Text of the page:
Real Clue Crime Stories v. 2 n. 4 (June 1947) “Mother of Crime”, pencils and inks by Jack Kirby

In the Days of the Mob (Fall 1971) “Bullets for Big Al”, pencils by Jack Kirby inks by Vince Colletta

The next story from In the Days of the Mob is about Al Capone. It turns out that Simon and Kirby had done a story about Capone as well called “The Case Against Scarface” (Justice Traps the Guilty #1, October 1947). However the story that Jack did for In the Days of the Mob is not the same one covered by Simon and Kirby. So while the older story might have gotten his creative juices flowing, Jack ended up with an entire new tale. By the way “The Case Against Scarface” also appears in “The Best of Simon and Kirby”.

Justice Traps the Guilty #1 (October 1947) “The Case Against Scarface”, pencils and inks by Jack Kirby

In the Days of the Mob (Fall 1971) “The Kansas City Massacre”, pencils by Jack Kirby inks by Vince Colletta

The third story, “The Kansas City Massacre”, was also one covered by Simon and Kirby (“The Strange Aftermath of the Kansas City Massacre”, Headline #26, September 1947). Solo Kirby concentrated on the massacre itself while Simon and Kirby covered that and also the events that followed. Kirby’s later version went in more detail than what was done earlier by Simon and Kirby but basically it is the same story.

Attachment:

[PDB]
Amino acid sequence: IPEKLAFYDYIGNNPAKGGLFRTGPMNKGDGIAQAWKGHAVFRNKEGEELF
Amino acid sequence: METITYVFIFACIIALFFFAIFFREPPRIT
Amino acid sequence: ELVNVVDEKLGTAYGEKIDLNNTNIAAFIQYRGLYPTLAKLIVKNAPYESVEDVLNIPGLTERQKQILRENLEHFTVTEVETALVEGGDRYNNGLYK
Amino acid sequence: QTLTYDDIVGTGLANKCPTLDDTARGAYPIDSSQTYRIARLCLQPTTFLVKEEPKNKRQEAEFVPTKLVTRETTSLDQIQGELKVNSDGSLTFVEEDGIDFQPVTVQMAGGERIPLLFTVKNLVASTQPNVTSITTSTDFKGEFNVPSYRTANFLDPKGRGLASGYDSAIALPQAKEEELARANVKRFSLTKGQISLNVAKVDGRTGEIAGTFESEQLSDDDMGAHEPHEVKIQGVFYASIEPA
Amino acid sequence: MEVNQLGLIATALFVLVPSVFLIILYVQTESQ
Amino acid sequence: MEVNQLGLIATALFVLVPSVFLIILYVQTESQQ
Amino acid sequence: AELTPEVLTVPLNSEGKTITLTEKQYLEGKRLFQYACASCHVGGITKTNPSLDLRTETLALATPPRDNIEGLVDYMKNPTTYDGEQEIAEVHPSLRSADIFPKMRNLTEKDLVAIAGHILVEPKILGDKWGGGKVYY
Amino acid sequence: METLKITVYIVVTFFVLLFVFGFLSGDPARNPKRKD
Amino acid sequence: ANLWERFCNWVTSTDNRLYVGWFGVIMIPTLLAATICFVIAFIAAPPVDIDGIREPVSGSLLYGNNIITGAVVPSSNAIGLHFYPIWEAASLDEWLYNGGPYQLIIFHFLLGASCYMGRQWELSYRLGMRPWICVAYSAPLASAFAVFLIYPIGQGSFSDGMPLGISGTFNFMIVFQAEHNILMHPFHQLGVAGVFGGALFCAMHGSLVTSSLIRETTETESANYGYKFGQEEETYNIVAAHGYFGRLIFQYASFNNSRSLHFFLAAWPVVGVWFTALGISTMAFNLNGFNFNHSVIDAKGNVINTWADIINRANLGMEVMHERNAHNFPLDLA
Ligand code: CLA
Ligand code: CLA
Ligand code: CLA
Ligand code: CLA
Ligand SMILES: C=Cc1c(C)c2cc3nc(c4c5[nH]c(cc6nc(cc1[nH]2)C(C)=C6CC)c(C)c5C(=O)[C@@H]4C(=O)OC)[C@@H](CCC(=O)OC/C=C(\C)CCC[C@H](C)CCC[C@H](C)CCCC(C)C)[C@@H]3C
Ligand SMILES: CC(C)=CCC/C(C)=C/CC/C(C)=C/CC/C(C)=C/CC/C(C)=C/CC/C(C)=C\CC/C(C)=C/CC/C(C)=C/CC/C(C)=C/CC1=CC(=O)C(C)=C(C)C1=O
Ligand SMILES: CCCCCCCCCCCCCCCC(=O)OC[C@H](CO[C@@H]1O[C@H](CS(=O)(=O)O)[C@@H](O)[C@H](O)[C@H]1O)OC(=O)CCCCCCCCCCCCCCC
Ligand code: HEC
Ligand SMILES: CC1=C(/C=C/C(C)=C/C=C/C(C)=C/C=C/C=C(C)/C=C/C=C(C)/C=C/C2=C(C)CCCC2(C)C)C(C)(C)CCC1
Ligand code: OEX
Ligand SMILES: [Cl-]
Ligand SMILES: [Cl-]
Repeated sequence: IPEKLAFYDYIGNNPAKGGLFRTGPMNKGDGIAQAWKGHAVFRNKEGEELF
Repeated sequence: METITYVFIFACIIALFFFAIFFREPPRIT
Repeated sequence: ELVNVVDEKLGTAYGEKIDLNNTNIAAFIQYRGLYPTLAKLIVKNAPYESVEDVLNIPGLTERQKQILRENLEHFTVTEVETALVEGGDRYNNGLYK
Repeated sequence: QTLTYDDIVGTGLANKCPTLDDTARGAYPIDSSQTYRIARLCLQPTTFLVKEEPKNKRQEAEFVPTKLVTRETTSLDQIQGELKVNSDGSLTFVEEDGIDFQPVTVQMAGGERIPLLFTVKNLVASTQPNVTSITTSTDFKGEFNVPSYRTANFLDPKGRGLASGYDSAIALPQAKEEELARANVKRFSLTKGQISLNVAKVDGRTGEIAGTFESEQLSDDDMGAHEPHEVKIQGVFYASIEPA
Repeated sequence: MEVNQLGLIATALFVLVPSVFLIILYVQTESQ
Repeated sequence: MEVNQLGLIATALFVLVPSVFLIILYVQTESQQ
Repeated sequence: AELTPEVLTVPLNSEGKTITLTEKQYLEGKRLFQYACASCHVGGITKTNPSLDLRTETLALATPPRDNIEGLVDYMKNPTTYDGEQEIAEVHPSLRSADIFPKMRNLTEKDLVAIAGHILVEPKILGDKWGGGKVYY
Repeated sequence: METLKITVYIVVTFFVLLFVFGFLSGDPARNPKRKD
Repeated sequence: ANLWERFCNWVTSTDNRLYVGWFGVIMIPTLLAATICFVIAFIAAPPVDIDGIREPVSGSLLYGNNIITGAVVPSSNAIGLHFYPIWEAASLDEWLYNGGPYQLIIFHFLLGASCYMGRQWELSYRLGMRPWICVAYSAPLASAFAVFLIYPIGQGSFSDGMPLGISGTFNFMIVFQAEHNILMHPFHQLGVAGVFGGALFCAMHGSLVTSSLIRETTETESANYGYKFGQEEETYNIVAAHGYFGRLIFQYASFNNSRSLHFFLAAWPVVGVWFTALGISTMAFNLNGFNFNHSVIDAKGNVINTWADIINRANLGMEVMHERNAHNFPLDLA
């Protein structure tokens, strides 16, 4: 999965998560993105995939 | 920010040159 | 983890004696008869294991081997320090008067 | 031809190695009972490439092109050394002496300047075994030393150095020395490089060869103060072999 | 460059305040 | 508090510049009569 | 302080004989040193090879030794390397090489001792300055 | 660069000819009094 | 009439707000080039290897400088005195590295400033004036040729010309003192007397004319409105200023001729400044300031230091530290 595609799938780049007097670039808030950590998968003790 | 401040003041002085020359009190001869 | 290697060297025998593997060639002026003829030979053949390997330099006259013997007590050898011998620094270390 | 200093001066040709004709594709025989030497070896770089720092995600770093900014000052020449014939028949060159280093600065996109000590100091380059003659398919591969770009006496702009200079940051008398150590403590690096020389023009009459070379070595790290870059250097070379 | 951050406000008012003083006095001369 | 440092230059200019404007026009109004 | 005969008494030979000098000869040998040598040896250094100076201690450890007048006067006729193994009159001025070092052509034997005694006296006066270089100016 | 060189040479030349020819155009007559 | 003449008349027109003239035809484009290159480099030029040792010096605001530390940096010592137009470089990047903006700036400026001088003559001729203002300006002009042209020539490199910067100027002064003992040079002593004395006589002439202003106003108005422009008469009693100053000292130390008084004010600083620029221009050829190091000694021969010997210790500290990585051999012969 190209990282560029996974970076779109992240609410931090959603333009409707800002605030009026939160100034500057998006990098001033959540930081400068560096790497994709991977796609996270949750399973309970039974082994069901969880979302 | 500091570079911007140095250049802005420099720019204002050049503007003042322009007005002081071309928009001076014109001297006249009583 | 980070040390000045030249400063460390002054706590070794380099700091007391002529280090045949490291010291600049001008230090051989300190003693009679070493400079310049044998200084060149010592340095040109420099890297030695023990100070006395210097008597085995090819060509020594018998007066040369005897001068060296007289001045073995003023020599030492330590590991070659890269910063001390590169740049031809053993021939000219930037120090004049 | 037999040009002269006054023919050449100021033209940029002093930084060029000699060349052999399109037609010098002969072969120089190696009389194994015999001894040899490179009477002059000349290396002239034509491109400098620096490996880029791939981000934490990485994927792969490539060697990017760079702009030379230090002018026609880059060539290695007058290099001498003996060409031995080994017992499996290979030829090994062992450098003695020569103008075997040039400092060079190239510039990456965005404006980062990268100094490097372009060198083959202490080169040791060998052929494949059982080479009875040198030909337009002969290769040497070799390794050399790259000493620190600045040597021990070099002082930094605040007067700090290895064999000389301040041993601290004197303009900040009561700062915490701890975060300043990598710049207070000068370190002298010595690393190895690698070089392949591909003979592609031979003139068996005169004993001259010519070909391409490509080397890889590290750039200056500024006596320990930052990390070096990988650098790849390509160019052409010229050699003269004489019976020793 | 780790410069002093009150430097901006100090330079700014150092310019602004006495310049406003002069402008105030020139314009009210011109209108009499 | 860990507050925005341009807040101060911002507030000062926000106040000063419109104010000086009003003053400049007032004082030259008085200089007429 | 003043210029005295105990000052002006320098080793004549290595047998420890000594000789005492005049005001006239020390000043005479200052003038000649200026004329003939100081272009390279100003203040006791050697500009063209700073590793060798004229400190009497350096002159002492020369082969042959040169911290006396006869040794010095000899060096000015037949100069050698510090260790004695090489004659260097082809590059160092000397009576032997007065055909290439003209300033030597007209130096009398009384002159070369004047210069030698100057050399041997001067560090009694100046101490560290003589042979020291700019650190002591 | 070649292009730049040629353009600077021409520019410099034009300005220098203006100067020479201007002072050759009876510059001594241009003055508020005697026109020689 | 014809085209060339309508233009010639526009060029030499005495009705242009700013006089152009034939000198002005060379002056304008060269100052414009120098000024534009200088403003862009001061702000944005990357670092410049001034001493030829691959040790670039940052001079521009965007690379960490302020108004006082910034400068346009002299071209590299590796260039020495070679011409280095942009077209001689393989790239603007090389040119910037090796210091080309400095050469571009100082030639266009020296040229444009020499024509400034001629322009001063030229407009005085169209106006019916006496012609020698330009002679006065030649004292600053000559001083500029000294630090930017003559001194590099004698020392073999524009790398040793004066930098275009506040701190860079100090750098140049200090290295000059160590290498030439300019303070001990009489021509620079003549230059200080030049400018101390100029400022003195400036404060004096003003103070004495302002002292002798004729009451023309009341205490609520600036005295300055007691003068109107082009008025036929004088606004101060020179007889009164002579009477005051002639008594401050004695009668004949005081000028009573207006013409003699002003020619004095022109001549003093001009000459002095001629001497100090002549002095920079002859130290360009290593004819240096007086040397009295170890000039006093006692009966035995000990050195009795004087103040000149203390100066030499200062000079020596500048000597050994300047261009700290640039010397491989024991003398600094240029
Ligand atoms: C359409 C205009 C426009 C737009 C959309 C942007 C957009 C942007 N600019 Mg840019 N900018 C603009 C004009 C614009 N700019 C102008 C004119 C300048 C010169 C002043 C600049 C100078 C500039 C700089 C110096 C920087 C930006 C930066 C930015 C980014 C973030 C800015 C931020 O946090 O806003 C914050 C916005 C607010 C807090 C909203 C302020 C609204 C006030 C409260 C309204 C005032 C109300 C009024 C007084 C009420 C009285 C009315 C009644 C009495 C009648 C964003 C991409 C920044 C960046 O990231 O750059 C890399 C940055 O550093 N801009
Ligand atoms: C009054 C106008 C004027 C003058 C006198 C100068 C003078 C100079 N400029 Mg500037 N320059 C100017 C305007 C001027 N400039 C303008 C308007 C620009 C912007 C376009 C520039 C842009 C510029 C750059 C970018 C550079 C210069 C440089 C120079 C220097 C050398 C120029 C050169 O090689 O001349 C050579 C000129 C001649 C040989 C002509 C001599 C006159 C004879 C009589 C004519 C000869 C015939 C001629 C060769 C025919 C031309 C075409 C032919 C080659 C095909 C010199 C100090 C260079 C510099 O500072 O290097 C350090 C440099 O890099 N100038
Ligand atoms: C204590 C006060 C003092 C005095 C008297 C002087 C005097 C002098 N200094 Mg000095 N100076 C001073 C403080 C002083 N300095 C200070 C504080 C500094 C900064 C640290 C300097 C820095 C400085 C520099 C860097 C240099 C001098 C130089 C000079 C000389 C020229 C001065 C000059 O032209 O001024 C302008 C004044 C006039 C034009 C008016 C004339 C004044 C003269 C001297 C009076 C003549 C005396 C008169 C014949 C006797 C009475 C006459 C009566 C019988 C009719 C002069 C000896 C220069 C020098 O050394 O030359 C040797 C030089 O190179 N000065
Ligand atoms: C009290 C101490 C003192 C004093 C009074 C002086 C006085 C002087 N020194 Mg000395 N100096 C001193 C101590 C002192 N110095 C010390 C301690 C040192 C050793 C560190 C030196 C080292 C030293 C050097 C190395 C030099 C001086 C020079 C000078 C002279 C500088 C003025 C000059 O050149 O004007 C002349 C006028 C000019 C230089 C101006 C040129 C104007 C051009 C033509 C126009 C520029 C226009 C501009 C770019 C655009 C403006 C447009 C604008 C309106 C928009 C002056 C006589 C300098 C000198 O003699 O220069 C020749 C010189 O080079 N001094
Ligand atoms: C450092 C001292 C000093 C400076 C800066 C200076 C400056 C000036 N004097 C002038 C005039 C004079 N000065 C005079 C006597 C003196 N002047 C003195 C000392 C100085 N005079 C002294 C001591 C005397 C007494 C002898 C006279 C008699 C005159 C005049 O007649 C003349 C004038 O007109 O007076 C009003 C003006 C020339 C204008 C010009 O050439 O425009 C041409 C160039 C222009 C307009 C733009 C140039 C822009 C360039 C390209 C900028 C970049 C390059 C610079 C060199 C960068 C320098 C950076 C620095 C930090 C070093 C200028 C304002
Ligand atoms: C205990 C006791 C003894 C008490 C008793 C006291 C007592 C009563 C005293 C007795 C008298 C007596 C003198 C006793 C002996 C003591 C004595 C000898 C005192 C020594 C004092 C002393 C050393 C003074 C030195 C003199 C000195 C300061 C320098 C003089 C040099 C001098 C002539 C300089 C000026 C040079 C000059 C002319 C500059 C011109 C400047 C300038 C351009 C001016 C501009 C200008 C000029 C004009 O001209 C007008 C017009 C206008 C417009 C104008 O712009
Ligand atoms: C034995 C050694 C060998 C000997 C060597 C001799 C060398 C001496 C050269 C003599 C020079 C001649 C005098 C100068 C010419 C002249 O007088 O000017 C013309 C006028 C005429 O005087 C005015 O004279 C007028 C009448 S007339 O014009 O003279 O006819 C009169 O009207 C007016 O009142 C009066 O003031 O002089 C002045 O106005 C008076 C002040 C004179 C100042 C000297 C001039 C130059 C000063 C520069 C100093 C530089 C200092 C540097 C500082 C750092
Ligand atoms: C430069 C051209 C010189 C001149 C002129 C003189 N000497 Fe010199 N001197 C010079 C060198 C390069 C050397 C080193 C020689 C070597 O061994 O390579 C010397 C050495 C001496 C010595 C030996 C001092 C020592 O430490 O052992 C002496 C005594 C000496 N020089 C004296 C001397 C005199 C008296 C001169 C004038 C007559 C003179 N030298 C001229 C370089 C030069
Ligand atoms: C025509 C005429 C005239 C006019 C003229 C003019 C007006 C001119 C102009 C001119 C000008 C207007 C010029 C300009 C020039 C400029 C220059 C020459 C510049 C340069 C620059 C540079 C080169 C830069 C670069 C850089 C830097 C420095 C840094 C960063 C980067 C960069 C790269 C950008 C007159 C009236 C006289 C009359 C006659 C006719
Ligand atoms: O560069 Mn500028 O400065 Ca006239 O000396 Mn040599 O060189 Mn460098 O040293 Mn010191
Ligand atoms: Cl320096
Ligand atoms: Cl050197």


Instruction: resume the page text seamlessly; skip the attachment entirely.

Headline #26 (September 1947) “The Strange Aftermath of the Kansas City Massacre”, pencils and inks by Jack Kirby

In the Days of the Mob (Fall 1971) “Method of Operation”, pencils by Jack Kirby inks by Vince Colletta

The final story that Kirby did for In the Days of the Mob was an unusual one called “Method of Operation”. The story is about a gangster whose fondness for fishing leads to his arrest by the head of the FBI, J. Edgar Hoover himself. The oddest thing about the story is Jack refers to the criminal as “country boy” and nowhere does Kirby actually identify him. However there is no doubt that country boy was Alvin Karpis. By this point it should come as no surprise that Simon and Kirby had previously done a story called “The True Life Story of Alvin Karpis” (Justice Traps the Guilty #2, December 1947).